4

Have a cluster setup with the following permissions.

enter image description here

I tried creating a node pool with new permissions, which seems to be able to enable some things. I didn't find the scope required for stackdriver trace permissions in the documentation located here.

Further, trying to enable monitoring via creating a node pool, and deleting the old one didn't seem to successfully flip the switch.

gcloud container node-pools create pool-2 \
  --cluster=cluster-1 \
  --scopes=compute-rw,storage-rw,taskqueue,logging-write,monitoring-write,datastore,service-control,service-management 
  • I'm not sure what the correct answer here was, I ended up passing keys to each service via env variables. Imagine the answer may have changed since this point as well. – jimmiebtlr Jun 16 '18 at 21:22
3

To add to the previous response, it is possible to enable Stackdriver Monitoring by running the previously referenced gcloud alpha container clusters update --monitoring-service=monitoring.googleapis.com command as instructed in the Container Engine metrics troubleshooting steps. More information on this command can be found on its Cloud SDK Reference page.

However, it is currently not possible to modify the Stackdriver Trace permission for an existing Container Engine instance due to the URI scope being configured at the moment of the cluster’s creation. See the Google Container Engine for Node.js Stackdriver Trace module documentation for more details.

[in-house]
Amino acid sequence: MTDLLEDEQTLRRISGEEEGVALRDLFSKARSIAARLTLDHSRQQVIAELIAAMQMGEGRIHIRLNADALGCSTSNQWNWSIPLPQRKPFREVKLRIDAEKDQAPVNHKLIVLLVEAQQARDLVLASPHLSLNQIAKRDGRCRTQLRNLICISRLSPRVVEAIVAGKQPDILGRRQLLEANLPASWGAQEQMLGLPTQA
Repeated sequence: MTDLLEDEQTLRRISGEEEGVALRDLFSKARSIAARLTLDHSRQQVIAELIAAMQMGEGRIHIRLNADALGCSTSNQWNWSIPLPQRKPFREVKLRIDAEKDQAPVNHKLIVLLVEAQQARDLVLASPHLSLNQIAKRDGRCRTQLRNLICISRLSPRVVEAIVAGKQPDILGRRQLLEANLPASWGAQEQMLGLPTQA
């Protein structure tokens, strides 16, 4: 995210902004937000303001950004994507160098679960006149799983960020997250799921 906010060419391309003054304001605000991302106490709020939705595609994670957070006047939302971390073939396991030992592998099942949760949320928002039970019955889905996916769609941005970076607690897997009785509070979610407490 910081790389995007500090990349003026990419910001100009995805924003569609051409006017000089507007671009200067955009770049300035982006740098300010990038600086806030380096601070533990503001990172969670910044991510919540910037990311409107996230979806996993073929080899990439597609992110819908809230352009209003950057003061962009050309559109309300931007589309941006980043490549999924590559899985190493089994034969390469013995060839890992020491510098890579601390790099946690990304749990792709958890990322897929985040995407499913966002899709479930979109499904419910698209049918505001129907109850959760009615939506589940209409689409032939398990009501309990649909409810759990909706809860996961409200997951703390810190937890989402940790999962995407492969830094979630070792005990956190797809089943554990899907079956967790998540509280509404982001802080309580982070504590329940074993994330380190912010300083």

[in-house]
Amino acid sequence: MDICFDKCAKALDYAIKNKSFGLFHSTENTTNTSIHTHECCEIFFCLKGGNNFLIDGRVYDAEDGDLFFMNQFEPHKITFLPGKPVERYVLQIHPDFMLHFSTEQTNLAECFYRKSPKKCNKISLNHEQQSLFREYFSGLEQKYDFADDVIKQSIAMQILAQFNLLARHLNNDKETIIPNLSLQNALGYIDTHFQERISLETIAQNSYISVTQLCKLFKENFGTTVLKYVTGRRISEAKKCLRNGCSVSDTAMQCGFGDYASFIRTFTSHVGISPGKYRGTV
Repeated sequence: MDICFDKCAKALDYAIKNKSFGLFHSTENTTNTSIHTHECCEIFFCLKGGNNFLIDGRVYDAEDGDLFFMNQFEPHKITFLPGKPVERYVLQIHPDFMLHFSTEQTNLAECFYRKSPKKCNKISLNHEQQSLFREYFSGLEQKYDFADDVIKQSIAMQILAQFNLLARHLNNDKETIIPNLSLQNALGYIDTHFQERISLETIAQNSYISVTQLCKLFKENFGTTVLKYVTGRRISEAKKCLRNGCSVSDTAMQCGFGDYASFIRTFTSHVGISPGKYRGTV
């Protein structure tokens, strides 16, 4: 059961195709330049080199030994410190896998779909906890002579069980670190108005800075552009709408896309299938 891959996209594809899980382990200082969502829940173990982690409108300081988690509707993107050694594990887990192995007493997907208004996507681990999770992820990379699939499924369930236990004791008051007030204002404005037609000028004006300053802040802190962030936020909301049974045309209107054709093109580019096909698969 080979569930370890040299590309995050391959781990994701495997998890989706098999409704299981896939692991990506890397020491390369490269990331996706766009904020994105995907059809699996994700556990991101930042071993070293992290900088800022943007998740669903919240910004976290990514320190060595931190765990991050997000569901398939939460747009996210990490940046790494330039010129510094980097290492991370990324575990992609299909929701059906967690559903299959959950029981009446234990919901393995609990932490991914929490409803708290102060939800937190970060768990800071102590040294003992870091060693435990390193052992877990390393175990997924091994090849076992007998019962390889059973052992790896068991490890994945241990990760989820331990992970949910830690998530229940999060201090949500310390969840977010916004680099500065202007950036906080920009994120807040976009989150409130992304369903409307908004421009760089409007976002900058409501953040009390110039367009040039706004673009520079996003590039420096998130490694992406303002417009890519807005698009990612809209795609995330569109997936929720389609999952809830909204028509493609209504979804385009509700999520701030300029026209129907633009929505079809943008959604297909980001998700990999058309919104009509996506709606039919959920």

Alternatively, if you can port your application on a new Google Container instance, you can always recreate a new cluster and enable the desired Stackdriver services/permissions on its configuration page.

1

try to enable it this way:

gcloud alpha container clusters update --monitoring-service=monitoring.googleapis.com cluster-1
0

At least for Google Compute, you can use the gcloud alpha compute which offers the trace-append scope.

I suppose using the alpha for Container also allow this. Try gcloud alpha container clusters create --help to see allowed scopes

-1

A bit late, but the solution is to just stop the VMs, go to each one of them, click edit, go to the bottom and change the permissions :)

PS My solution is for Dataproc cluster but think that it will be similar for kubernetes

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